By the time we returned to the garrison at dusk I had the hunger under control. I was exhausted and soaked in blood, very little of it mine. I stopped by the barracks to have one of the footmen help me out of my armour and left it there to be cleaned and repaired. Then I headed to the private quarters at the back of the town hall. Nerissina met me at the door to our room.

“Welcome back, my love,” she said, her husky voice quiet and reassuring. I took the hand she held out and let her lead me inside, too weary to resist as she helped me to remove the padded undergarments that protected my body from my armour. I sat on the edge of the bed and looked up at her.

“How is Arrentai?”

“He’s still sleeping. Fiona is with him, she won’t leave him alone.”

Gently she began to wash the blood from my skin with water she must have had ready for the purpose and I began to relax. That done she made me lie on my front and she began to massage the taut muscles in my shoulders and back. Her touch was firm but gentle, and it began to arouse feelings I’d thought long dead, but before I could do anything about it I fell sound asleep.   

I awoke at first light and lay there for some minutes just watching Nerissina as she slept beside me. We’d shared a bed since she had broken with Arrentai but had taken things no further. I think both of us were more than a little afraid to find what our limitations might be. The feelings I’d experienced the previous night had given me hope that there might be a future for us.

Reluctantly I turned away and got out of bed, careful not to disturb her. Quickly pulling on trousers and shirt, I hurried down the corridor to Arrentai’s room. My brother was awake and looking totally bewildered.

“What happened?” he asked.

“Don’t you remember?”

“No. not much. I remember feeling down because I was missing Lizabetha. I went to the inn for a drink… that’s it.”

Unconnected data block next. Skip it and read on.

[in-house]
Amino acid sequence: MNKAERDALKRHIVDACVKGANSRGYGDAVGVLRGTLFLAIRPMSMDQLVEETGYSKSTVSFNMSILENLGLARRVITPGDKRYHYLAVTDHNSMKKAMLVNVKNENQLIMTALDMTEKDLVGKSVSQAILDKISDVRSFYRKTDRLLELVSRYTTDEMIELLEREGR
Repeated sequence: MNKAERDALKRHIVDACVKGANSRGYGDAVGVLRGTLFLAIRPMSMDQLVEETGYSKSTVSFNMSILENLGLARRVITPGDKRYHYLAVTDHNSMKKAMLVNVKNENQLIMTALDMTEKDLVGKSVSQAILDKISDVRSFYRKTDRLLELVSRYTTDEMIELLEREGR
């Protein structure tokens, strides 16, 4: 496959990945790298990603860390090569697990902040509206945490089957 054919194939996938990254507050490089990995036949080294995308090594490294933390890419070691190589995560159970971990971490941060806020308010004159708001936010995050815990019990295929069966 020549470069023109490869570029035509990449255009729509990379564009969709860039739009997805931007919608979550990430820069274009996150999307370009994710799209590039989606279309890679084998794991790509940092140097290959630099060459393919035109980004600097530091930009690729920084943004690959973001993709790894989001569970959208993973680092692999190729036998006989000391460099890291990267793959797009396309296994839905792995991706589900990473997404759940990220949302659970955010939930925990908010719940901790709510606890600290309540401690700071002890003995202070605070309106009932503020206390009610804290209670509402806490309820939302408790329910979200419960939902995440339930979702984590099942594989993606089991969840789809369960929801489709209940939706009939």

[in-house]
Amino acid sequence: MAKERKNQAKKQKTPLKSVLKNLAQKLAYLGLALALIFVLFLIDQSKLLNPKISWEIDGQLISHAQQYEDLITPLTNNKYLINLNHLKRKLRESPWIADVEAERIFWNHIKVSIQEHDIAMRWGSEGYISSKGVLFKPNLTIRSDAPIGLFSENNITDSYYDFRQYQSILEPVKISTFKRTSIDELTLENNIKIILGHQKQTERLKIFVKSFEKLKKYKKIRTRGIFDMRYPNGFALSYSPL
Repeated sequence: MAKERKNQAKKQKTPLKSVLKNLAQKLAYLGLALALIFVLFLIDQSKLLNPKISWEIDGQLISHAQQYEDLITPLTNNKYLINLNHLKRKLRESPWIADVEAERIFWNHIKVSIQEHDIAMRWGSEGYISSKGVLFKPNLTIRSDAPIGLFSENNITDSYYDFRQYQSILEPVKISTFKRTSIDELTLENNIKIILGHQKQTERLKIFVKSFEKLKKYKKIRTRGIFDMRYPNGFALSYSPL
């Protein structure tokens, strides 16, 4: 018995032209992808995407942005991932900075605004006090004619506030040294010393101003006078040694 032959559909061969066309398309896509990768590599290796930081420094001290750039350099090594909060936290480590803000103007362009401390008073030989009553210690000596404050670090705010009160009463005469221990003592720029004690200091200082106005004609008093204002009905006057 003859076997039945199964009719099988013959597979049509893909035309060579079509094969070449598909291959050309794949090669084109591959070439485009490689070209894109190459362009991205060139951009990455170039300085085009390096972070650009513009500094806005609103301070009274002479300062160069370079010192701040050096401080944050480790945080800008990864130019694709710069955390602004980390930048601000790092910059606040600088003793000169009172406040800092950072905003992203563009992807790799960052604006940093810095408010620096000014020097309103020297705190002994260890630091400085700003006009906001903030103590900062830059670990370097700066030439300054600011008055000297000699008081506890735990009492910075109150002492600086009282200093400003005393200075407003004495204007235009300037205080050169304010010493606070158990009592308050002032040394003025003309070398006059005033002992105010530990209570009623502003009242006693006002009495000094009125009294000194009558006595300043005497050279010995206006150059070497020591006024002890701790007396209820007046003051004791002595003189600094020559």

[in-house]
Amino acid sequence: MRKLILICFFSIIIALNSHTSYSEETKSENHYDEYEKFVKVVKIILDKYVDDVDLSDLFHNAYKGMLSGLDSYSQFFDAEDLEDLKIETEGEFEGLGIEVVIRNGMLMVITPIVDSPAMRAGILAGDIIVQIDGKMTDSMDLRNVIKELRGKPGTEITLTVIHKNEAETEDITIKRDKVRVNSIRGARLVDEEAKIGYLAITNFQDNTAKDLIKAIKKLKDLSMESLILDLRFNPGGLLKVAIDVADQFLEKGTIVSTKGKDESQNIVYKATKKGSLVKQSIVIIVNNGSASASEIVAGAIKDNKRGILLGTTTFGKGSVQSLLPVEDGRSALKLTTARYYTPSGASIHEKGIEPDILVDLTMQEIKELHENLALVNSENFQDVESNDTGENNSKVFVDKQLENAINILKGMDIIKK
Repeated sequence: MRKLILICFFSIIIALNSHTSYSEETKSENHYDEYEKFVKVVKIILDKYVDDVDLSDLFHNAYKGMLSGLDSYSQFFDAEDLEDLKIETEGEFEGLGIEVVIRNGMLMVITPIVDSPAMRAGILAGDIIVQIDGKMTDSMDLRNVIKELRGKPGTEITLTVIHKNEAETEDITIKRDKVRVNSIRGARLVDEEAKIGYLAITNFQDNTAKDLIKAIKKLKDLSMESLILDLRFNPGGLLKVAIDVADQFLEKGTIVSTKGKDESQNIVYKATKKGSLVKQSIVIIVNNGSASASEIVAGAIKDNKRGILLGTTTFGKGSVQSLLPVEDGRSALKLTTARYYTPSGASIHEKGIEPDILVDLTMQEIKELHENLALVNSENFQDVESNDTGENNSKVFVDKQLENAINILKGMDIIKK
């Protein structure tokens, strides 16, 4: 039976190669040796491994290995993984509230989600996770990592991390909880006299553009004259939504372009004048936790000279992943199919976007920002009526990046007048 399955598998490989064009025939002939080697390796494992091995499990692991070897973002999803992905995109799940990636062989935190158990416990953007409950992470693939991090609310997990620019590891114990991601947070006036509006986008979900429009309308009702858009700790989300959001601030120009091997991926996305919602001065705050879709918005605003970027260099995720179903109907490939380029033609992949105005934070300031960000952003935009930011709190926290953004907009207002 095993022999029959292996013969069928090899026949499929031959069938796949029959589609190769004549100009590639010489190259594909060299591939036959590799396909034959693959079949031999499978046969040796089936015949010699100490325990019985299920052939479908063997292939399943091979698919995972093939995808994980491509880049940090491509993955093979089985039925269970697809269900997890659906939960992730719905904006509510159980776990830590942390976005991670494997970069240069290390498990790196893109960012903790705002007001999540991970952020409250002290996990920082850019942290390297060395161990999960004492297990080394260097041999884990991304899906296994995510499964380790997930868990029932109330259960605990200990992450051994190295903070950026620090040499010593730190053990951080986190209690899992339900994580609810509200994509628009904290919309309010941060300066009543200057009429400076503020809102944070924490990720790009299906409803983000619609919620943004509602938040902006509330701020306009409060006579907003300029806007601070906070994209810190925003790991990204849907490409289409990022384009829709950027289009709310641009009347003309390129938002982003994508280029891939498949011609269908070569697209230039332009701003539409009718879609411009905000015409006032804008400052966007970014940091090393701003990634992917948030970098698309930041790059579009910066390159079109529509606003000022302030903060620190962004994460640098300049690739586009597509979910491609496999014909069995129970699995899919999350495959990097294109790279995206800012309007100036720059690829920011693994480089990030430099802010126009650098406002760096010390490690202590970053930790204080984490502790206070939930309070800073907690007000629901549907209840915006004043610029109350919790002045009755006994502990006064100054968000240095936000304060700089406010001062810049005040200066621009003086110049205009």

He paused and stared up at me.

“Oh Light! I got drunk, didn’t I? That’s why I can’t remember.”

“Completely,” I agreed. “I found you up on the cliff top, totally smashed, bewailing all life had thrown at you. I stayed there with you all night and after you’d thrown up you slept right through yesterday.”

He groaned and buried his face in his paws.

“What the hell did I drink? My head is pounding.”

“Two bottles of Sailor Zazzuk’s. Do me a favour, little brother. Next time you feel like a drinking session come see me and I’ll keep you company. It’ll be safer that way.”

The sound of a smothered chuckle distracted us; we both looked round at Fiona.

“You’re obviously feeling better. I’ll leave you two alone.”

She rose from the cushion she’d been sitting on and departed.

“Get dressed,” I told him. “We’ll get breakfast, if you feel like food.”

We wandered across to the kitchen area, helped ourselves to some food and sat down to eat. Arrentai picked at his food.

“I keep feeling there’s something else I should remember,” he mused.

I shook my head. No way was I telling him what else had happened. That was something he never needed to know. For once I was glad my brother had been so drunk that he couldn’t remember anything.